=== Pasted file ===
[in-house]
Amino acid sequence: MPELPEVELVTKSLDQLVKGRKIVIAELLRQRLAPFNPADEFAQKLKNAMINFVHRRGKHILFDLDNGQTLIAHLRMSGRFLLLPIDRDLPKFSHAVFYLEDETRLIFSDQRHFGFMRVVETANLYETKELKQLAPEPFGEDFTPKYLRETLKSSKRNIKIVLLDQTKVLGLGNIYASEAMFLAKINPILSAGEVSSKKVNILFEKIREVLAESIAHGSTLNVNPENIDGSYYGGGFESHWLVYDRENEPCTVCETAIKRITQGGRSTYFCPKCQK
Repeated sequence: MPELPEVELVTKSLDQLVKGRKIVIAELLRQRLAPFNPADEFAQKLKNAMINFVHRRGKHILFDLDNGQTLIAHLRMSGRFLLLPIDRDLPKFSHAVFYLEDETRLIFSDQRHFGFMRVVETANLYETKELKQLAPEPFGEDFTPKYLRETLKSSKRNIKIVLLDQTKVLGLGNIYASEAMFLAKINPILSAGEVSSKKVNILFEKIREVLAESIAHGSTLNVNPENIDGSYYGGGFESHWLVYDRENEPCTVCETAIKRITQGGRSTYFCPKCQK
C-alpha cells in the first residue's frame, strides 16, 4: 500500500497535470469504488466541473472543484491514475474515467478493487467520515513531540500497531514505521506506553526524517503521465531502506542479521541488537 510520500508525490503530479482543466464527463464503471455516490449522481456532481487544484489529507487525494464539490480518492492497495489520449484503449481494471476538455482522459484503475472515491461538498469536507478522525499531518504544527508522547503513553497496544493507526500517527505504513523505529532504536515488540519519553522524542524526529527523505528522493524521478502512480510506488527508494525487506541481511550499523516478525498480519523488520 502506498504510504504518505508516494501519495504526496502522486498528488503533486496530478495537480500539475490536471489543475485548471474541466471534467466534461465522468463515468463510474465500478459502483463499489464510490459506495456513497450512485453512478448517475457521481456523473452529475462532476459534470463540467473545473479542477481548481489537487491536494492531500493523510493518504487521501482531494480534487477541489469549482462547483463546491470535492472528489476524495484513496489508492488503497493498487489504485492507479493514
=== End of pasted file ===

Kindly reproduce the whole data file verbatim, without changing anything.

[in-house]
Amino acid sequence: MPELPEVELVTKSLDQLVKGRKIVIAELLRQRLAPFNPADEFAQKLKNAMINFVHRRGKHILFDLDNGQTLIAHLRMSGRFLLLPIDRDLPKFSHAVFYLEDETRLIFSDQRHFGFMRVVETANLYETKELKQLAPEPFGEDFTPKYLRETLKSSKRNIKIVLLDQTKVLGLGNIYASEAMFLAKINPILSAGEVSSKKVNILFEKIREVLAESIAHGSTLNVNPENIDGSYYGGGFESHWLVYDRENEPCTVCETAIKRITQGGRSTYFCPKCQK
Repeated sequence: MPELPEVELVTKSLDQLVKGRKIVIAELLRQRLAPFNPADEFAQKLKNAMINFVHRRGKHILFDLDNGQTLIAHLRMSGRFLLLPIDRDLPKFSHAVFYLEDETRLIFSDQRHFGFMRVVETANLYETKELKQLAPEPFGEDFTPKYLRETLKSSKRNIKIVLLDQTKVLGLGNIYASEAMFLAKINPILSAGEVSSKKVNILFEKIREVLAESIAHGSTLNVNPENIDGSYYGGGFESHWLVYDRENEPCTVCETAIKRITQGGRSTYFCPKCQK
C-alpha cells in the first residue's frame, strides 16, 4: 500500500497535470469504488466541473472543484491514475474515467478493487467520515513531540500497531514505521506506553526524517503521465531502506542479521541488537 510520500508525490503530479482543466464527463464503471455516490449522481456532481487544484489529507487525494464539490480518492492497495489520449484503449481494471476538455482522459484503475472515491461538498469536507478522525499531518504544527508522547503513553497496544493507526500517527505504513523505529532504536515488540519519553522524542524526529527523505528522493524521478502512480510506488527508494525487506541481511550499523516478525498480519523488520 502506498504510504504518505508516494501519495504526496502522486498528488503533486496530478495537480500539475490536471489543475485548471474541466471534467466534461465522468463515468463510474465500478459502483463499489464510490459506495456513497450512485453512478448517475457521481456523473452529475462532476459534470463540467473545473479542477481548481489537487491536494492531500493523510493518504487521501482531494480534487477541489469549482462547483463546491470535492472528489476524495484513496489508492488503497493498487489504485492507479493514